It’s no coincidence that the styles of the Great Re-entry reflect a certain giddiness, says Dr Jaehee Jung, a University of Delaware fashion studies professor who researches the psychology of fashion and consumer behavior. “The fact that there are more opportunities to present ourselves to others makes us excited about the clothes we wear,” Jung tells me.
“I’m definitely seeing people taking more risks, in terms of color choices, prints and patterns, even shapes and silhouettes that they wouldn’t have worn before,” says Sydney Mintle, a fashion industry publicist in Seattle. “People are like, ‘life is short, wear yellow.’”
Tamar Miller, CEO of the women’s luxury footwear brand Bells & Becks, has seen this fashion risk-taking impulse first-hand in her company’s recent sales. “My absolute, number-one, kind of off-the-charts shoe is one I did not expect,” she says.
That shoe, per Miller’s description, is a pointed-toe loafer in black-and-white snakeskin leather, topped by a prominent decorative tab with hardware detailing. It’s a bold choice, and one that affirms the demographic breadth of the desire to make a statement. Miller’s target customers are not members of Gen Z, but rather their parents and grandparents.
Secondhand clothing – and its promise of luxe-for-less – has also found its time to shine.
2020 was a banner year for the online resale market. Digital consignment platforms like Depop, ThredUp, and Poshmark swelled with the sartorial discards of an estimated 52.6 million people in 2020, 36.2 million of whom were selling for the first time, according to a survey by ThredUp. A majority of millennial and Gen Z consumers indicated that they plan to spend more on secondhand apparel in the next five years than in any other retail category, a sentiment expressed by 42% of consumers overall.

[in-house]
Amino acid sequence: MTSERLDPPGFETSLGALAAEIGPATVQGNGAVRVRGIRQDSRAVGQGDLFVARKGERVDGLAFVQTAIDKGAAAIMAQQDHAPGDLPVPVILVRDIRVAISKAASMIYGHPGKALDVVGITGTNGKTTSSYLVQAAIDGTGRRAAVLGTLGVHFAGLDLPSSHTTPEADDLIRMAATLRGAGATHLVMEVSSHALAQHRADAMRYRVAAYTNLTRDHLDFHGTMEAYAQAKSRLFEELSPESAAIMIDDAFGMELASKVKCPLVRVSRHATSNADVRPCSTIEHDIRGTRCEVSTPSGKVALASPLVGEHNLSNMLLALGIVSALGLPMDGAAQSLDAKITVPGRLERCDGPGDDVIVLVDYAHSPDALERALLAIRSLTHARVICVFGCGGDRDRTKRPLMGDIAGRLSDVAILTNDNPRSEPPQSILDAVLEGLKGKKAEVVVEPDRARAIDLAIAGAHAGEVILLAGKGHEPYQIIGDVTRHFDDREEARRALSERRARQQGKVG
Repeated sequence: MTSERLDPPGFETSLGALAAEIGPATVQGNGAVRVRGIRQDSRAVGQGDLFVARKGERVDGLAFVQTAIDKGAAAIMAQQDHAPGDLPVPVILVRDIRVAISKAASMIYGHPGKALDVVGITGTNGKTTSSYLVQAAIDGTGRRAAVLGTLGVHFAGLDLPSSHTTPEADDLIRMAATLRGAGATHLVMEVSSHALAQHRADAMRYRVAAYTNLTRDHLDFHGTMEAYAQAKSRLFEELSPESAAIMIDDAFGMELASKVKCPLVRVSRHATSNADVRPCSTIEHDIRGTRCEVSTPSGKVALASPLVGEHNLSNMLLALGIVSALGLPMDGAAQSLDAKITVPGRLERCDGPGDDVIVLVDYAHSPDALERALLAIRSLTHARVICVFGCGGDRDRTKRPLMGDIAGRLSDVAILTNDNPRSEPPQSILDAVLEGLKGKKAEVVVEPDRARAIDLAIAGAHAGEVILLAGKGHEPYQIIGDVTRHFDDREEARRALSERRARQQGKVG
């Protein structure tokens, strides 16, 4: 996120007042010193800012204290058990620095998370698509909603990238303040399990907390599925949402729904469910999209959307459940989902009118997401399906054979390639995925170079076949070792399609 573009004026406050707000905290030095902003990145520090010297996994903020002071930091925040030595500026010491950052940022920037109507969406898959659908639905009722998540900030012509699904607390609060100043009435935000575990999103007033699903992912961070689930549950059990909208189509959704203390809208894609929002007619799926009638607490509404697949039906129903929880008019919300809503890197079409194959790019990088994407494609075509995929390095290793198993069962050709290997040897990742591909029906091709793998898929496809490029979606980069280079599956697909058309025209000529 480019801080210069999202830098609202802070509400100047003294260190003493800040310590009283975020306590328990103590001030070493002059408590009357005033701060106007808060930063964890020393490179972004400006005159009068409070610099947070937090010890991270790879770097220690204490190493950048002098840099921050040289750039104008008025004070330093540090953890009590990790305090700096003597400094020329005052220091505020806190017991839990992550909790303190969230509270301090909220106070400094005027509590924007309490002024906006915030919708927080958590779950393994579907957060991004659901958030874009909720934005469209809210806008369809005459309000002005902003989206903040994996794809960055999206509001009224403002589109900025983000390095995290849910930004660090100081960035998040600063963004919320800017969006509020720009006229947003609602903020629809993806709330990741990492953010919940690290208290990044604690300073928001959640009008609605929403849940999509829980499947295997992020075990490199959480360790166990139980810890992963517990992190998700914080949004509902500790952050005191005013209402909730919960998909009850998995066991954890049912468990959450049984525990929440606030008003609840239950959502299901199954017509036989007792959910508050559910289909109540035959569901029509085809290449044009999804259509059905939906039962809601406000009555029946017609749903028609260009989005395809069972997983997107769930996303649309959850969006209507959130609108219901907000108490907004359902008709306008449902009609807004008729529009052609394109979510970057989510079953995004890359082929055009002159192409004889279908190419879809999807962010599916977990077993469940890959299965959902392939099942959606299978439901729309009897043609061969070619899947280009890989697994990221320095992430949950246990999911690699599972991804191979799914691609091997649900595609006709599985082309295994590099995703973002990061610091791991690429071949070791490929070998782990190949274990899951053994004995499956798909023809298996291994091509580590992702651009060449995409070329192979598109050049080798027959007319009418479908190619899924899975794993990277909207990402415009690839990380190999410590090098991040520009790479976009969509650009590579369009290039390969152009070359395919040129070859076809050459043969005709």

It’s a phenomenon that may also be contributing to the moment’s ethos of mix-and-match experimentation. “Gone are the days of sleek, edited ‘capsule wardrobes’, and in their place are drawers overstuffed with vintage treasures sourced from Poshmark or Depop,” writes Isabel Slone in a recent Harper’s Bazaar article headlined “How Gen Z Killed Basic Black”.
This doesn’t necessarily mean that fast fashion is on its way out. (“Some of those brands are doing big business, and the numbers don’t lie,” Mintle sighs.) But the boom reflects, and may have helped accelerate, a growing departure from trend-chasing and disposable, low-cost wares. You might even say that reflexive participation in fads is so 2019 – not least because the US is struggling with supply chain bottlenecks as we enter the holiday season.
But our Roaring Twenties may be on the horizon. For 2022, Richards anticipates sparkle, novelty, “shoes that go ‘clunk’” and “really maximalist styling”. She didn’t mention sweatpants.